- Do you want to learn more about the Spotfire expression language?
- Are you struggling with calculations?
- Do the expression shortcut calculations look completely foreign?
In my last Data Shop talk post, we discussed the use of the OVER function by itself. This post will cover OVER when used with node navigation methods.
I dipped into the Help section a starting point but just found it too confusing, so I’m going with my own simple explanations.
To recap, in the previous post, I described OVER as “for each”. The expression — sum([OIL]) over [Well Name] — will return the sum of all oil for each well name (note: there is no consideration for time in this expression, so it will add up all oil for all wells for all records in the data set).
The next logical question is what is a node? Quite simply, a node is a column of data, that will specify how data should be sliced and diced. Okay, then what is a node navigation method? A node navigation method is an function specifying how to navigate within the data table relative to the “current” record.
For example, if you have a production data set and you want to know what yesterday’s oil production was for each well, the nodes you will reference will be a well identifier column and a date column, such as Well Name (or API) and Production Date. The nodes will be used in an expression with the Previous node navigation method. When the expression looks at each record (the current record), it returns the previous day’s oil production for each well. Why don’t I just show you an example? Well, there is one more piece to the puzzle — the Intersect function.
When you use OVER and node navigation methods together, you may also need to use the Intersect function to specify the level of granularity the calculation should take place at.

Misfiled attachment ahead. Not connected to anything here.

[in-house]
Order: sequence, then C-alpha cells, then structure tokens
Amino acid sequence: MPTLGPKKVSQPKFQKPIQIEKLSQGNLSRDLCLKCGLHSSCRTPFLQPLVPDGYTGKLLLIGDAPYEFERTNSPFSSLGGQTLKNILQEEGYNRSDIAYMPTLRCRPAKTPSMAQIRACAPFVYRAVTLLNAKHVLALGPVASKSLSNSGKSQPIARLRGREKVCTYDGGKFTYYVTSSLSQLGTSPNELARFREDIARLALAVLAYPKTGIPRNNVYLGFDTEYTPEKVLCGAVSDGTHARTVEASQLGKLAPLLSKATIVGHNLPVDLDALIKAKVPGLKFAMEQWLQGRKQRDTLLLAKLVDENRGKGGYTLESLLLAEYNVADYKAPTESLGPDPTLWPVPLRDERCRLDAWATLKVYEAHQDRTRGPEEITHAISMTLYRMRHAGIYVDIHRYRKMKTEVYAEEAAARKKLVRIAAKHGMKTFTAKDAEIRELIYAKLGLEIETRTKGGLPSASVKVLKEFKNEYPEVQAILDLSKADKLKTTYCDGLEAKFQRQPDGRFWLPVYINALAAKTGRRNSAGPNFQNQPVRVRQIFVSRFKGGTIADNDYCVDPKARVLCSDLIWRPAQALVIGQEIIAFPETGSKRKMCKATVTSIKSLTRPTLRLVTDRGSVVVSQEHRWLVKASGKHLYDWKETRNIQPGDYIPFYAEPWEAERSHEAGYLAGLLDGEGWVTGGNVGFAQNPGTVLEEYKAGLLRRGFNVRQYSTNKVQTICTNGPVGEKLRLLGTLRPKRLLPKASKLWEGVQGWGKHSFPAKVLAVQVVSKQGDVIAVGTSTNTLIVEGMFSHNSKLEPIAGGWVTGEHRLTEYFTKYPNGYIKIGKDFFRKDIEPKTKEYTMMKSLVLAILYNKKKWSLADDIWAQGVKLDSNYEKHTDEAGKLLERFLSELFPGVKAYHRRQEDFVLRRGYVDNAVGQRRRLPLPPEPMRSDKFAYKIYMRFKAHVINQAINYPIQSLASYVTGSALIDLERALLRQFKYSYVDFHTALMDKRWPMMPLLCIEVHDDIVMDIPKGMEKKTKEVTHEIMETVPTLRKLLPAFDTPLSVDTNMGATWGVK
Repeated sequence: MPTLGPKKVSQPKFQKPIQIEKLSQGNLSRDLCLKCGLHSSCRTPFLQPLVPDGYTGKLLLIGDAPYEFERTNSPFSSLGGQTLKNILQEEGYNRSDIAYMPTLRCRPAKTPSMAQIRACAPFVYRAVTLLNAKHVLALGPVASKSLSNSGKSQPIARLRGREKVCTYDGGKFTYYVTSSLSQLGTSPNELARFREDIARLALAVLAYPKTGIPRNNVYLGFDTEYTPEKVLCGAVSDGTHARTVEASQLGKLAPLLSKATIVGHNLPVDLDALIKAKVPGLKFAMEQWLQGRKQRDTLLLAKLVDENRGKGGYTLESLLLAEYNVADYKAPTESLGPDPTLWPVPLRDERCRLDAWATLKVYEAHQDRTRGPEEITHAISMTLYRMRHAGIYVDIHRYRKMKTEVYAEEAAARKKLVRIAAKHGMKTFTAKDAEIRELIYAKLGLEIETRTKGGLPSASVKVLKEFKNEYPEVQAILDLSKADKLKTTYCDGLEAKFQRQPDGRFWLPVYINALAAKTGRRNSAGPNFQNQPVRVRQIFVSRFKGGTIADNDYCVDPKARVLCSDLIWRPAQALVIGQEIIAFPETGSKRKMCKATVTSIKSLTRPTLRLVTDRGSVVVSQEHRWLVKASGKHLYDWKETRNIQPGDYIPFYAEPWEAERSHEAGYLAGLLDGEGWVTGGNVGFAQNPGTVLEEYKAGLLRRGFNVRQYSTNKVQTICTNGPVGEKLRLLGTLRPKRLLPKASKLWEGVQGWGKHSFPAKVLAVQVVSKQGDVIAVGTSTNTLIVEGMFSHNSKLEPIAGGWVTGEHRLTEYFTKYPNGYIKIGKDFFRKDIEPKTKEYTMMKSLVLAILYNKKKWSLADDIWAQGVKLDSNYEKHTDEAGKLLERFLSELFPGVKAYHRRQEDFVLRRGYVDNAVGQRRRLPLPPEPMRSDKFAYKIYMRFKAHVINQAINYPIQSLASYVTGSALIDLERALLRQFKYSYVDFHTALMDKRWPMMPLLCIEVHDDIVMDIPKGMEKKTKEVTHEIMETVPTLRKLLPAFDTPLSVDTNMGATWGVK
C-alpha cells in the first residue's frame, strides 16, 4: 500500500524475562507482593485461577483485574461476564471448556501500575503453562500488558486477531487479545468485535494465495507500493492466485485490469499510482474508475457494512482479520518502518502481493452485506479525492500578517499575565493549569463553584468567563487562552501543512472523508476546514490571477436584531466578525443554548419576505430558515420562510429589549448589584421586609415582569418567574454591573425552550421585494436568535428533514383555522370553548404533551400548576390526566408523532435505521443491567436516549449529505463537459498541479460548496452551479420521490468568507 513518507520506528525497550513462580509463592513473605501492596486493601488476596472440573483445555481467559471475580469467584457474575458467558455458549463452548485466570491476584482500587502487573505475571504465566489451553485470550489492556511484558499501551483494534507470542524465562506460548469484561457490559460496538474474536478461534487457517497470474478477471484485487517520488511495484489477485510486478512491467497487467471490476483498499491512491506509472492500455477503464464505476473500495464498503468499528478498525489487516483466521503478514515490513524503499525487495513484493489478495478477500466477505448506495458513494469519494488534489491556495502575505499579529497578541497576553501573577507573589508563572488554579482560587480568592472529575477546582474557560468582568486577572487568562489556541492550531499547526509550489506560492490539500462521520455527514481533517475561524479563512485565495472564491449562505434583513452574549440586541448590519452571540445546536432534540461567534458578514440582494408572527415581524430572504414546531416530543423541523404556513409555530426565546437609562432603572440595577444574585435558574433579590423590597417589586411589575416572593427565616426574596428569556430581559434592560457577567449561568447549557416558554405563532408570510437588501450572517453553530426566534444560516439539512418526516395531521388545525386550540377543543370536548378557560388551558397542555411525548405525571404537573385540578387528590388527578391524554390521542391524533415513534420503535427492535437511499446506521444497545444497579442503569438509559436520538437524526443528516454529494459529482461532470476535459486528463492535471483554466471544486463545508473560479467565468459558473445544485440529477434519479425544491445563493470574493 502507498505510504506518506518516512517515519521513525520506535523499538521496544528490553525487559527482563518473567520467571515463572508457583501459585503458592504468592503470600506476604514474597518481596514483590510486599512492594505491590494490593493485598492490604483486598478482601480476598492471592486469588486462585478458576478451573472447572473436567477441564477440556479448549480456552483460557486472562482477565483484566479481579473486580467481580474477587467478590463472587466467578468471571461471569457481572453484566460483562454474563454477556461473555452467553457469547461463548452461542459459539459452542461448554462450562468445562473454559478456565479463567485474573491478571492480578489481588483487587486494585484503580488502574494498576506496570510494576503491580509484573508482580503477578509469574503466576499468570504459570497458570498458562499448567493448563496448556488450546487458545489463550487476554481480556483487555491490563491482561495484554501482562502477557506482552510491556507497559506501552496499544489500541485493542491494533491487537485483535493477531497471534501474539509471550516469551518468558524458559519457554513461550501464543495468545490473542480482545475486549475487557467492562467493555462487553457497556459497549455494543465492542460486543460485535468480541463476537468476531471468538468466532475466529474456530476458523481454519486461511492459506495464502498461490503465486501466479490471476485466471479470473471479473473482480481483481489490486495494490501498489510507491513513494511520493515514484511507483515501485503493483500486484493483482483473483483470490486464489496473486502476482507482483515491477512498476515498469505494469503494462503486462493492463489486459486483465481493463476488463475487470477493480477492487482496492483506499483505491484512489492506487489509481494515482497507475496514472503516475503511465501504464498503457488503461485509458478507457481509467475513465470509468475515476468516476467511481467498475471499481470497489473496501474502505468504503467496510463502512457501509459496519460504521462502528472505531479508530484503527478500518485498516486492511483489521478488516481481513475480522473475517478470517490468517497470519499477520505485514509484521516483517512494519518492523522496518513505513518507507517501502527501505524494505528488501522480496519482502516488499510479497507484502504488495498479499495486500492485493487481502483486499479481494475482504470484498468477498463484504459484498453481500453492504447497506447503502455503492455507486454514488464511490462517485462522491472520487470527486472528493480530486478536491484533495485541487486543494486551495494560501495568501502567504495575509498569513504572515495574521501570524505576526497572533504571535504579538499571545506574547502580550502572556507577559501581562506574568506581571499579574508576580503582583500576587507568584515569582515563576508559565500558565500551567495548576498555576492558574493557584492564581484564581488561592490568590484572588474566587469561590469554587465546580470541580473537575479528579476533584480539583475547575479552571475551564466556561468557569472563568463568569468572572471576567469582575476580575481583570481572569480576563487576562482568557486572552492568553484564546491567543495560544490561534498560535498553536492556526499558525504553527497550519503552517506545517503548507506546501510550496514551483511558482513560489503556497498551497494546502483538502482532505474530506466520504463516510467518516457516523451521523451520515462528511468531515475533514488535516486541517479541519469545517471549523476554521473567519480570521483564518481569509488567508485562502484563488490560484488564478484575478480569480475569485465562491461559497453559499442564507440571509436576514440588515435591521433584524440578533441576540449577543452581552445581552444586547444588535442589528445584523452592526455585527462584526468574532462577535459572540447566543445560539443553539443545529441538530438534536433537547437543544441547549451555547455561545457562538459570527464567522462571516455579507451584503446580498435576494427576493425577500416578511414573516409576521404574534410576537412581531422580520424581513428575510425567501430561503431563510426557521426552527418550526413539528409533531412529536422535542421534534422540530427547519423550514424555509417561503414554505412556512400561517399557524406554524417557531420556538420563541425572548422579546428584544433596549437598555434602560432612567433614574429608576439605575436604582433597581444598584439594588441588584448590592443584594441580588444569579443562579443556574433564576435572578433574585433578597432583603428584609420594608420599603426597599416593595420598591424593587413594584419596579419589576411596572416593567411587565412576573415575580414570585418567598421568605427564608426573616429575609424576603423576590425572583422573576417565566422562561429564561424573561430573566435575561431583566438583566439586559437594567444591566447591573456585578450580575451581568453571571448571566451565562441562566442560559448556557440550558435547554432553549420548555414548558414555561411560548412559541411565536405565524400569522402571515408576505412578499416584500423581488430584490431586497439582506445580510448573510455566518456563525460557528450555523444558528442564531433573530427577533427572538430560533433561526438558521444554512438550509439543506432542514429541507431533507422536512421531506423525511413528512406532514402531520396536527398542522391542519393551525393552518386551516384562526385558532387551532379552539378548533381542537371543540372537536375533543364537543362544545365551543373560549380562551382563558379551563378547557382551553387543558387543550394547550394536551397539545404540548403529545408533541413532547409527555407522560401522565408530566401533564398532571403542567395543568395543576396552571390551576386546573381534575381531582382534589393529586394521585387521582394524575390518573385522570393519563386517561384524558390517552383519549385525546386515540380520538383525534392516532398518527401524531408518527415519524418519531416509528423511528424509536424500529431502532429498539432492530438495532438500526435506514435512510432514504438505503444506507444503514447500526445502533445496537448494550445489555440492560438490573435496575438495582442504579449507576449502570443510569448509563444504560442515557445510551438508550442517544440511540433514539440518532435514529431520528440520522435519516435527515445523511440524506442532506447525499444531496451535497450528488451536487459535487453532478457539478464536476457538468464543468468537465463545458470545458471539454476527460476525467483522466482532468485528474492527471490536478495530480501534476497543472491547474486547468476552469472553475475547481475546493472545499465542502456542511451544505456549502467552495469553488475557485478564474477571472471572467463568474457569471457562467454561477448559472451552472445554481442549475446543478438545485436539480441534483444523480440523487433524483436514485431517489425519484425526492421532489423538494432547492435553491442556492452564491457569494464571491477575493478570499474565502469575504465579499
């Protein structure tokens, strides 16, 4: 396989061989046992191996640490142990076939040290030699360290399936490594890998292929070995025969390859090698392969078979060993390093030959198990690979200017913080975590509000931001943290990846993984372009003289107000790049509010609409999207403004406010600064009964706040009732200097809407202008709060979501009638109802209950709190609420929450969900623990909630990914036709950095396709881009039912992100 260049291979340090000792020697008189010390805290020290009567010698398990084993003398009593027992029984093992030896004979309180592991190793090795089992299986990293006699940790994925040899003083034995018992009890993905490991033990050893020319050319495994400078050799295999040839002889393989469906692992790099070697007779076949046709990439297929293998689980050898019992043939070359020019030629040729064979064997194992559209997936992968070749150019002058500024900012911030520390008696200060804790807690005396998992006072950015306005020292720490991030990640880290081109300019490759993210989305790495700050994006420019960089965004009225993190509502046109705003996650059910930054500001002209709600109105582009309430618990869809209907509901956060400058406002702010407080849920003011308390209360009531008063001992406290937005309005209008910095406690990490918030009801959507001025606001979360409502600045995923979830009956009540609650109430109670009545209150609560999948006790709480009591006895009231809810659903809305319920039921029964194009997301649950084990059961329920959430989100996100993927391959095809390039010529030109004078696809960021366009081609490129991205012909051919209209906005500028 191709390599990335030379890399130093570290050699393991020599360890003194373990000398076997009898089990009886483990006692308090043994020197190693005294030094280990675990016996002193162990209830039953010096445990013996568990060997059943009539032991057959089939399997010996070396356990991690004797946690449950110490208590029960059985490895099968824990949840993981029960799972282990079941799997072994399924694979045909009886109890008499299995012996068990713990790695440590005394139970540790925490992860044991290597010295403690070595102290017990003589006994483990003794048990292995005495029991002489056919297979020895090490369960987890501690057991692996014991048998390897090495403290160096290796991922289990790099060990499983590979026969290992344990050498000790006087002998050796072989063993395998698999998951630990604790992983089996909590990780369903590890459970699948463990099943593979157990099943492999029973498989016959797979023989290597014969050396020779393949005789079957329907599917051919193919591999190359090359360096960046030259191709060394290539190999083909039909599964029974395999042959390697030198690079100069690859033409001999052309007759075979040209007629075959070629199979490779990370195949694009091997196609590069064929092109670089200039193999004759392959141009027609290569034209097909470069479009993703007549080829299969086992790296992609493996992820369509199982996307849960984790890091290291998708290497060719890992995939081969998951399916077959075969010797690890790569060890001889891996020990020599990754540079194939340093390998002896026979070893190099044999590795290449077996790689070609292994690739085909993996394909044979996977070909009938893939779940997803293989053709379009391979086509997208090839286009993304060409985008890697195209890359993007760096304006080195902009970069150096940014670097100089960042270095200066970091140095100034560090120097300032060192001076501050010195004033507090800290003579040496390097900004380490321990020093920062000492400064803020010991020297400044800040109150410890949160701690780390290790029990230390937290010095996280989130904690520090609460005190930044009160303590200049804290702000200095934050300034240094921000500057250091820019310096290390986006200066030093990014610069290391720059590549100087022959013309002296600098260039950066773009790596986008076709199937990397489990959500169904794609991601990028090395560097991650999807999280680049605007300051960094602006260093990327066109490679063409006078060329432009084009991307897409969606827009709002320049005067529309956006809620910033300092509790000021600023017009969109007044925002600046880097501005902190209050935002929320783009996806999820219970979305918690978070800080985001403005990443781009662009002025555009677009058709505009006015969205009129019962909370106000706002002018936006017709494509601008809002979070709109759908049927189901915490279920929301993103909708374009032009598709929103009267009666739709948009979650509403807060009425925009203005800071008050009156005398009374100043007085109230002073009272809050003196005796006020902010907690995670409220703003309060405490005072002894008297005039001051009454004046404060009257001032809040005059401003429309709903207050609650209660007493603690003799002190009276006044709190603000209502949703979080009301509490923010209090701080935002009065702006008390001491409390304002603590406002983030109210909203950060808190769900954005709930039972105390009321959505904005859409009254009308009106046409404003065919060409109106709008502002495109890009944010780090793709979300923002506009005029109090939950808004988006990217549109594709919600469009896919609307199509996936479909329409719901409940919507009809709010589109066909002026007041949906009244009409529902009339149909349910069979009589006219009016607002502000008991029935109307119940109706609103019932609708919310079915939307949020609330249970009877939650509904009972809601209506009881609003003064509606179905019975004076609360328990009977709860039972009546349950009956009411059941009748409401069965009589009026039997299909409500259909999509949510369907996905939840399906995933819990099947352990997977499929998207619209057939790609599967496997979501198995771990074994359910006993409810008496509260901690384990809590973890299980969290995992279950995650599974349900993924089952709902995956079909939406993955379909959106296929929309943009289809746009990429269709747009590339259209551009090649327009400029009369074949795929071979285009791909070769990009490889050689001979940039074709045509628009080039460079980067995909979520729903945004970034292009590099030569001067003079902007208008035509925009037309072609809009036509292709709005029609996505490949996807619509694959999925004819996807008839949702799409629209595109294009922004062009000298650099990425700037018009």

For example, the expression you would use to calculate yesterday’s oil production for each well is this: Sum([OIL]) over (Intersect([Well Name], Previous([Production Date])))
The intersect function is specifying that the calculation should be performed for each Well Name. The Previous node navigation method specifies the expression should look at the previous Production Date relative to the current Production Date as shown in the screenshot below.
- OVER can be used alone (as we learned in the last post)
- Node navigation methods will always be used with OVER
- There are 14 different node navigation methods. Not all of them are meant to be used in inserted calculated columns. Some are specifically meant for writing expressions directly on the y axis of a visualization, which will be the subject of an upcoming post.
- When you use OVER and node navigation methods together, you may also need to use the Intersect function to specify the level of granularity.
The node navigation methods can be found in the OVER list of functions, along with the Intersect function. When you insert them, OVER is inserted is well.
Guest Spotfire blogger residing in Whitefish, MT. Working for SM Energy’s Advanced Analytics and Emerging Technology team!